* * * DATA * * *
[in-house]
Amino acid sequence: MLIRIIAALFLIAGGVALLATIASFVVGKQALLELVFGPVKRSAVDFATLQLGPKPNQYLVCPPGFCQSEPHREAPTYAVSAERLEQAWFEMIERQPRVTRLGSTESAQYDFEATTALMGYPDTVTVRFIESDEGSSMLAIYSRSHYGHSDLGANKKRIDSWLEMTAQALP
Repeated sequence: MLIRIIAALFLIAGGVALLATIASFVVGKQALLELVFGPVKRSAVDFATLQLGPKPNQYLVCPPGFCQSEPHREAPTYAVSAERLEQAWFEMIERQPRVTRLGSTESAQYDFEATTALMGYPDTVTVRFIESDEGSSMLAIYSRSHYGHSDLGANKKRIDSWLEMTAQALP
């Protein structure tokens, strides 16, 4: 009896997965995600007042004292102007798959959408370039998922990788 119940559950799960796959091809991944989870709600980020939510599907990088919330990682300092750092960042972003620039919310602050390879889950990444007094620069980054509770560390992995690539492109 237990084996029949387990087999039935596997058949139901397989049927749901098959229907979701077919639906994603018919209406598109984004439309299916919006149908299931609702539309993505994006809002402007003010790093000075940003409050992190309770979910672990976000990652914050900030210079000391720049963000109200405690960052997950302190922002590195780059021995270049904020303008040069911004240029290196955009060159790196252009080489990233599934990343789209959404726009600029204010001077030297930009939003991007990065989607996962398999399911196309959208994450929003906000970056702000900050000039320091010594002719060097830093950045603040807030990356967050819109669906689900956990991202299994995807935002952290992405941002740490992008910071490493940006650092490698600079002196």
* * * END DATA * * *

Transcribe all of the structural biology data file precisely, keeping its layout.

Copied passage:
[in-house]
Amino acid sequence: MLIRIIAALFLIAGGVALLATIASFVVGKQALLELVFGPVKRSAVDFATLQLGPKPNQYLVCPPGFCQSEPHREAPTYAVSAERLEQAWFEMIERQPRVTRLGSTESAQYDFEATTALMGYPDTVTVRFIESDEGSSMLAIYSRSHYGHSDLGANKKRIDSWLEMTAQALP
Repeated sequence: MLIRIIAALFLIAGGVALLATIASFVVGKQALLELVFGPVKRSAVDFATLQLGPKPNQYLVCPPGFCQSEPHREAPTYAVSAERLEQAWFEMIERQPRVTRLGSTESAQYDFEATTALMGYPDTVTVRFIESDEGSSMLAIYSRSHYGHSDLGANKKRIDSWLEMTAQALP
């Protein structure tokens, strides 16, 4: 009896997965995600007042004292102007798959959408370039998922990788 119940559950799960796959091809991944989870709600980020939510599907990088919330990682300092750092960042972003620039919310602050390879889950990444007094620069980054509770560390992995690539492109 237990084996029949387990087999039935596997058949139901397989049927749901098959229907979701077919639906994603018919209406598109984004439309299916919006149908299931609702539309993505994006809002402007003010790093000075940003409050992190309770979910672990976000990652914050900030210079000391720049963000109200405690960052997950302190922002590195780059021995270049904020303008040069911004240029290196955009060159790196252009080489990233599934990343789209959404726009600029204010001077030297930009939003991007990065989607996962398999399911196309959208994450929003906000970056702000900050000039320091010594002719060097830093950045603040807030990356967050819109669906689900956990991202299994995807935002952290992405941002740490992008910071490493940006650092490698600079002196």